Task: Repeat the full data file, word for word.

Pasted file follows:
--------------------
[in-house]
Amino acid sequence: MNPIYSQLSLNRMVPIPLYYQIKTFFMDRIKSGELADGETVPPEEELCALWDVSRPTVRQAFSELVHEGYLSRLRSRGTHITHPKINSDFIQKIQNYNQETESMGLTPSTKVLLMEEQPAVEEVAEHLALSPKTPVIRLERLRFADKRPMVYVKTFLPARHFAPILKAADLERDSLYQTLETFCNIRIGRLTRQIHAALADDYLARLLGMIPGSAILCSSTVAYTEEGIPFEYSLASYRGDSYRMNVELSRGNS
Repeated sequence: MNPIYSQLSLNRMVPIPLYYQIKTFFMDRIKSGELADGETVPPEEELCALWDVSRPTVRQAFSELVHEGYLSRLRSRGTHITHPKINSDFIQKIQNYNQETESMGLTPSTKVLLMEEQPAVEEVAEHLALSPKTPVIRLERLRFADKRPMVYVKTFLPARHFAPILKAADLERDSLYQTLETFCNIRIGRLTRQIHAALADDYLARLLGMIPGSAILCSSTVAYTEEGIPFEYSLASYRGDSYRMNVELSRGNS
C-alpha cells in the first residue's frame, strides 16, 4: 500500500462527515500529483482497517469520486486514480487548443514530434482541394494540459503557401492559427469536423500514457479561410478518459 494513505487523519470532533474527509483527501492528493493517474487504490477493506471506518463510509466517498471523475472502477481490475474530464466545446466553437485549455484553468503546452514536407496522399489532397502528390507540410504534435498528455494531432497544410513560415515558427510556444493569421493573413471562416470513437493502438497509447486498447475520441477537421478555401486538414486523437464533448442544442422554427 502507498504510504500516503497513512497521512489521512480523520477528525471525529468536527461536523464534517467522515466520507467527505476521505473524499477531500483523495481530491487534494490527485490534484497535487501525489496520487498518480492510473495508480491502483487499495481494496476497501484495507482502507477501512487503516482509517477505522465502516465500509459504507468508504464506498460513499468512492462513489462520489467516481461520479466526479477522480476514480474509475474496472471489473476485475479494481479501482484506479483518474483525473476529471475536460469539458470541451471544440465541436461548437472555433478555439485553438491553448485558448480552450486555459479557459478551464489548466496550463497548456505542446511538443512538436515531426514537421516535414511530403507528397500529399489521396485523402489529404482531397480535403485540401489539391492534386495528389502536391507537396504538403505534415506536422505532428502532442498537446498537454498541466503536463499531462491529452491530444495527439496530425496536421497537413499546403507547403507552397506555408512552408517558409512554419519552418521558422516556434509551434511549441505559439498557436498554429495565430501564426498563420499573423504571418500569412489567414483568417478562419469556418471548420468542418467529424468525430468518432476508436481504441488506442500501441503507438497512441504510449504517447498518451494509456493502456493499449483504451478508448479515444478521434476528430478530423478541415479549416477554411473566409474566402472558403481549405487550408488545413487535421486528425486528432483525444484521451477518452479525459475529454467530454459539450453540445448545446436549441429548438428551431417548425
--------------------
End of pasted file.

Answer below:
[in-house]
Amino acid sequence: MNPIYSQLSLNRMVPIPLYYQIKTFFMDRIKSGELADGETVPPEEELCALWDVSRPTVRQAFSELVHEGYLSRLRSRGTHITHPKINSDFIQKIQNYNQETESMGLTPSTKVLLMEEQPAVEEVAEHLALSPKTPVIRLERLRFADKRPMVYVKTFLPARHFAPILKAADLERDSLYQTLETFCNIRIGRLTRQIHAALADDYLARLLGMIPGSAILCSSTVAYTEEGIPFEYSLASYRGDSYRMNVELSRGNS
Repeated sequence: MNPIYSQLSLNRMVPIPLYYQIKTFFMDRIKSGELADGETVPPEEELCALWDVSRPTVRQAFSELVHEGYLSRLRSRGTHITHPKINSDFIQKIQNYNQETESMGLTPSTKVLLMEEQPAVEEVAEHLALSPKTPVIRLERLRFADKRPMVYVKTFLPARHFAPILKAADLERDSLYQTLETFCNIRIGRLTRQIHAALADDYLARLLGMIPGSAILCSSTVAYTEEGIPFEYSLASYRGDSYRMNVELSRGNS
C-alpha cells in the first residue's frame, strides 16, 4: 500500500462527515500529483482497517469520486486514480487548443514530434482541394494540459503557401492559427469536423500514457479561410478518459 494513505487523519470532533474527509483527501492528493493517474487504490477493506471506518463510509466517498471523475472502477481490475474530464466545446466553437485549455484553468503546452514536407496522399489532397502528390507540410504534435498528455494531432497544410513560415515558427510556444493569421493573413471562416470513437493502438497509447486498447475520441477537421478555401486538414486523437464533448442544442422554427 502507498504510504500516503497513512497521512489521512480523520477528525471525529468536527461536523464534517467522515466520507467527505476521505473524499477531500483523495481530491487534494490527485490534484497535487501525489496520487498518480492510473495508480491502483487499495481494496476497501484495507482502507477501512487503516482509517477505522465502516465500509459504507468508504464506498460513499468512492462513489462520489467516481461520479466526479477522480476514480474509475474496472471489473476485475479494481479501482484506479483518474483525473476529471475536460469539458470541451471544440465541436461548437472555433478555439485553438491553448485558448480552450486555459479557459478551464489548466496550463497548456505542446511538443512538436515531426514537421516535414511530403507528397500529399489521396485523402489529404482531397480535403485540401489539391492534386495528389502536391507537396504538403505534415506536422505532428502532442498537446498537454498541466503536463499531462491529452491530444495527439496530425496536421497537413499546403507547403507552397506555408512552408517558409512554419519552418521558422516556434509551434511549441505559439498557436498554429495565430501564426498563420499573423504571418500569412489567414483568417478562419469556418471548420468542418467529424468525430468518432476508436481504441488506442500501441503507438497512441504510449504517447498518451494509456493502456493499449483504451478508448479515444478521434476528430478530423478541415479549416477554411473566409474566402472558403481549405487550408488545413487535421486528425486528432483525444484521451477518452479525459475529454467530454459539450453540445448545446436549441429548438428551431417548425